Siemens Pegged To Receive Bulk Of Orders For Iraq's US$14 Billion Electric Rebuild Project
In the ongoing bid to take on the different projects included in Iraq's US$14 billion electricity infrastructure rebuild scheme, Siemens has now come out on top. The Munich-based company is reportedly now ahead in the race against its arch-rival in the competition, GE, to take on the bulk of the orders from the infrastructure project.
Iraq's Prime Minister Adel Abdul Mahdi visited Berlin earlier in the week and revealed that they will likely be awarding Siemens majority of the contracts for the country's electric infrastructure rebuild project. The joint press conference in Berlin was also attended by German Chancellor Angela Merkel. Iraq's announcement may be bad news for GE, who has so far been in the running to take on the country's various electric projects.
Prior to the announcement, GE had revealed that it has already secured a number of orders for Iraq's power needs, including a 750-megawatt order that is deliverable by the end of the year. The awarding of bids to GE had recently been tied to the United States placing heavy pressure on Iraqi officials to choose GE over Siemens for its rebuild needs.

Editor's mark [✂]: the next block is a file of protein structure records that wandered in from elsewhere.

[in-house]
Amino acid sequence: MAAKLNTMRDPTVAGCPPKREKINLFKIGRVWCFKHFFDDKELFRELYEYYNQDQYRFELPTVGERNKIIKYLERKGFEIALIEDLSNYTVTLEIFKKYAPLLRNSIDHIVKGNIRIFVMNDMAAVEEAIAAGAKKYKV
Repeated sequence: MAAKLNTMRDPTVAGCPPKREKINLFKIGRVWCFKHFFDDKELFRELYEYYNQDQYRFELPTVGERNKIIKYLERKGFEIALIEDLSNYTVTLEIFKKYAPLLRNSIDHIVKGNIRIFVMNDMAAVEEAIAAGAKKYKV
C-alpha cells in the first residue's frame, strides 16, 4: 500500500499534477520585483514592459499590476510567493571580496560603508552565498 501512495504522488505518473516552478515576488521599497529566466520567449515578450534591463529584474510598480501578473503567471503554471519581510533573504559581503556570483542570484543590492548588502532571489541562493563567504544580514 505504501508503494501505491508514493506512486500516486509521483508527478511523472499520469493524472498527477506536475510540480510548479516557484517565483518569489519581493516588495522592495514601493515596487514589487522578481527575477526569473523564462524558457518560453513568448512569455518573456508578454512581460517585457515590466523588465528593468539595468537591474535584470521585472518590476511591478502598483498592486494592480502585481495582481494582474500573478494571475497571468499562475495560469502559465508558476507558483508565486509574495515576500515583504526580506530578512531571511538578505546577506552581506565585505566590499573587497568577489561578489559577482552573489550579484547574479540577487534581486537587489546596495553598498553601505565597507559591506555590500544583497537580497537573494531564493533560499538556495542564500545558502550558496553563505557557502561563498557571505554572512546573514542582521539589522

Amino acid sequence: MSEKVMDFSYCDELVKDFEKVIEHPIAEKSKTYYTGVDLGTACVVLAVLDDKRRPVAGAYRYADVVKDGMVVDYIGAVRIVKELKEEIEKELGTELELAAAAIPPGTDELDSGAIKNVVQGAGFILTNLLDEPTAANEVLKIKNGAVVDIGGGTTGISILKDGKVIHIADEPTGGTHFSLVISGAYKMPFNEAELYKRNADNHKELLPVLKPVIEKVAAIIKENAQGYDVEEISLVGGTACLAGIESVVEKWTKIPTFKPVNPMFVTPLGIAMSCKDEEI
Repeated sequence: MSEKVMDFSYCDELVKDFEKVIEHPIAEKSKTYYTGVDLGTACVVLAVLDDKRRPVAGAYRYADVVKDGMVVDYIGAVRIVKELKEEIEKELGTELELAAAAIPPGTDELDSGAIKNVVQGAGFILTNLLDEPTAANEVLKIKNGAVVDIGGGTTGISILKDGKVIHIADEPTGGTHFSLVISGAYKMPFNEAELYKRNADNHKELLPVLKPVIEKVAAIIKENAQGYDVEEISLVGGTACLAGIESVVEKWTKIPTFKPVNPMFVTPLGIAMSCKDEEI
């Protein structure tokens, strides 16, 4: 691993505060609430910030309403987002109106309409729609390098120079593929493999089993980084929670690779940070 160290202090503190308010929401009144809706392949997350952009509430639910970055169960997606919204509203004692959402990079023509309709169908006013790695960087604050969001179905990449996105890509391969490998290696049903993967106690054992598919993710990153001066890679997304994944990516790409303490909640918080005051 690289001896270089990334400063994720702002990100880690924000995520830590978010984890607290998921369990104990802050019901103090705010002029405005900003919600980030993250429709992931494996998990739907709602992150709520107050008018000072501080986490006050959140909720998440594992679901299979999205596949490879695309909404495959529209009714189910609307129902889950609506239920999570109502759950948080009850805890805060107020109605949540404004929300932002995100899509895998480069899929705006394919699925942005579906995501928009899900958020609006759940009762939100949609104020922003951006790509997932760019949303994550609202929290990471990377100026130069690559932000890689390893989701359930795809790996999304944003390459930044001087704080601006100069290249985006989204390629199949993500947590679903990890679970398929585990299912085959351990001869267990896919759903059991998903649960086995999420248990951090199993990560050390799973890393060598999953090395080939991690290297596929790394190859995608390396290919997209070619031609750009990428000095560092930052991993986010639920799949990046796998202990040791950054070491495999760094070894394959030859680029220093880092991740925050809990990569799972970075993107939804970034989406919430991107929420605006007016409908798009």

Siemens recently announced that it had already signed three contracts with Iraq, which is estimated to be worth around US$700 million. The contracts include the establishment of a 500-megawatt gas-fired power plant, dozens of new substations and transformers, and in order to upgrade the country's existing gas turbines.
In return for winning the contracts, Siemens has agreed to donate US$60 million worth of software to Iraqi universities and institutions. The German company also committed to building training facilities and health clinics around the country. The contracts were signed by Siemens CEO Joe Kaeser and Iraq's Electricity Minister Luay al-Khateeb in Berlin.
Iraq and Siemens have so far agreed to cooperate in the rebuilding of the nation's power capacity, which includes the expansion of its grid and the enhancement of its existing power plants. In a statement released by the company, Kaeser mentioned that Siemens is now committed to supporting Iraq in its effort to rebuild. The company's commitment apparently includes helping the country find financing options for its projects, creating job opportunities in the country, and promoting small and medium businesses.
Iraq was caught in the crossfire of Syria's civil war just a few years ago, where Islamic State militants had occupied a large portion of its territory. With the militant group's defeat, the country has now started to rebuild, attracting investors and contractors from different parts of the world.